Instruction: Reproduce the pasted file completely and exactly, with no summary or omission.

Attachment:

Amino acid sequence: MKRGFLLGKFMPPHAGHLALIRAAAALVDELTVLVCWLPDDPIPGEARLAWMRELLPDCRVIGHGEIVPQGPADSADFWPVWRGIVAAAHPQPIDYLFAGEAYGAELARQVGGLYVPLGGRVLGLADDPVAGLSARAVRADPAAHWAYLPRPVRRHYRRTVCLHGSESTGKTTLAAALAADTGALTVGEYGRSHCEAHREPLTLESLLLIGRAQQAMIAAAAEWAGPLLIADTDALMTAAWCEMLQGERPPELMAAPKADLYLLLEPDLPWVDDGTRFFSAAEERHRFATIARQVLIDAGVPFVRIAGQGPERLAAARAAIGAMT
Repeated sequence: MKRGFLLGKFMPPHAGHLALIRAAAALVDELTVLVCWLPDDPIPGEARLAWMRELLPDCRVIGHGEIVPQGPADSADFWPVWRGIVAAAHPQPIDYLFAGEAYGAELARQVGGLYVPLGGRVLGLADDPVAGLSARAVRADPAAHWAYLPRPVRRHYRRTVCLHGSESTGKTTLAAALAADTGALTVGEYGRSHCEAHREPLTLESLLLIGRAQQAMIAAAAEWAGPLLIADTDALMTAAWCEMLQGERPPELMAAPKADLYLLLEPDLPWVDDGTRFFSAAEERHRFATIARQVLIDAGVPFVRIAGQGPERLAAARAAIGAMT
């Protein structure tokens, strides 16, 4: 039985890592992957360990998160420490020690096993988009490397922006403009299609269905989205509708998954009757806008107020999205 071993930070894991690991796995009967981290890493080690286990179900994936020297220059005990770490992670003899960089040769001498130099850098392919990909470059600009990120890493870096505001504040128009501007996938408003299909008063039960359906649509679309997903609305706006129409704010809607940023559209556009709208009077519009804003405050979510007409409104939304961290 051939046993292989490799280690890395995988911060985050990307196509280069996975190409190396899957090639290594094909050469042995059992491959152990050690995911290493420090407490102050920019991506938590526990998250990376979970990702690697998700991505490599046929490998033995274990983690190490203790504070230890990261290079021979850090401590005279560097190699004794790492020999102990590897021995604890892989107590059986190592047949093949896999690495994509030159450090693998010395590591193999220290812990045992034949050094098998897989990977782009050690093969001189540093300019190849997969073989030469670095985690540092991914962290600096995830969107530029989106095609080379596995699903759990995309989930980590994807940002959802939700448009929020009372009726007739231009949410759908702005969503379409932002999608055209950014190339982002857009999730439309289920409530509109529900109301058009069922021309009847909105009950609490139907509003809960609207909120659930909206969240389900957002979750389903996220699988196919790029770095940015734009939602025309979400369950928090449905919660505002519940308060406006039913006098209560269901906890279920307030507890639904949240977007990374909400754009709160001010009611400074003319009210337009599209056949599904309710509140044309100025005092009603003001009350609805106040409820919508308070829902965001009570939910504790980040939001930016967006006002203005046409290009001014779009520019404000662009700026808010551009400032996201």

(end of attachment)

Amino acid sequence: MKRGFLLGKFMPPHAGHLALIRAAAALVDELTVLVCWLPDDPIPGEARLAWMRELLPDCRVIGHGEIVPQGPADSADFWPVWRGIVAAAHPQPIDYLFAGEAYGAELARQVGGLYVPLGGRVLGLADDPVAGLSARAVRADPAAHWAYLPRPVRRHYRRTVCLHGSESTGKTTLAAALAADTGALTVGEYGRSHCEAHREPLTLESLLLIGRAQQAMIAAAAEWAGPLLIADTDALMTAAWCEMLQGERPPELMAAPKADLYLLLEPDLPWVDDGTRFFSAAEERHRFATIARQVLIDAGVPFVRIAGQGPERLAAARAAIGAMT
Repeated sequence: MKRGFLLGKFMPPHAGHLALIRAAAALVDELTVLVCWLPDDPIPGEARLAWMRELLPDCRVIGHGEIVPQGPADSADFWPVWRGIVAAAHPQPIDYLFAGEAYGAELARQVGGLYVPLGGRVLGLADDPVAGLSARAVRADPAAHWAYLPRPVRRHYRRTVCLHGSESTGKTTLAAALAADTGALTVGEYGRSHCEAHREPLTLESLLLIGRAQQAMIAAAAEWAGPLLIADTDALMTAAWCEMLQGERPPELMAAPKADLYLLLEPDLPWVDDGTRFFSAAEERHRFATIARQVLIDAGVPFVRIAGQGPERLAAARAAIGAMT
């Protein structure tokens, strides 16, 4: 039985890592992957360990998160420490020690096993988009490397922006403009299609269905989205509708998954009757806008107020999205 071993930070894991690991796995009967981290890493080690286990179900994936020297220059005990770490992670003899960089040769001498130099850098392919990909470059600009990120890493870096505001504040128009501007996938408003299909008063039960359906649509679309997903609305706006129409704010809607940023559209556009709208009077519009804003405050979510007409409104939304961290 051939046993292989490799280690890395995988911060985050990307196509280069996975190409190396899957090639290594094909050469042995059992491959152990050690995911290493420090407490102050920019991506938590526990998250990376979970990702690697998700991505490599046929490998033995274990983690190490203790504070230890990261290079021979850090401590005279560097190699004794790492020999102990590897021995604890892989107590059986190592047949093949896999690495994509030159450090693998010395590591193999220290812990045992034949050094098998897989990977782009050690093969001189540093300019190849997969073989030469670095985690540092991914962290600096995830969107530029989106095609080379596995699903759990995309989930980590994807940002959802939700448009929020009372009726007739231009949410759908702005969503379409932002999608055209950014190339982002857009999730439309289920409530509109529900109301058009069922021309009847909105009950609490139907509003809960609207909120659930909206969240389900957002979750389903996220699988196919790029770095940015734009939602025309979400369950928090449905919660505002519940308060406006039913006098209560269901906890279920307030507890639904949240977007990374909400754009709160001010009611400074003319009210337009599209056949599904309710509140044309100025005092009603003001009350609805106040409820919508308070829902965001009570939910504790980040939001930016967006006002203005046409290009001014779009520019404000662009700026808010551009400032996201």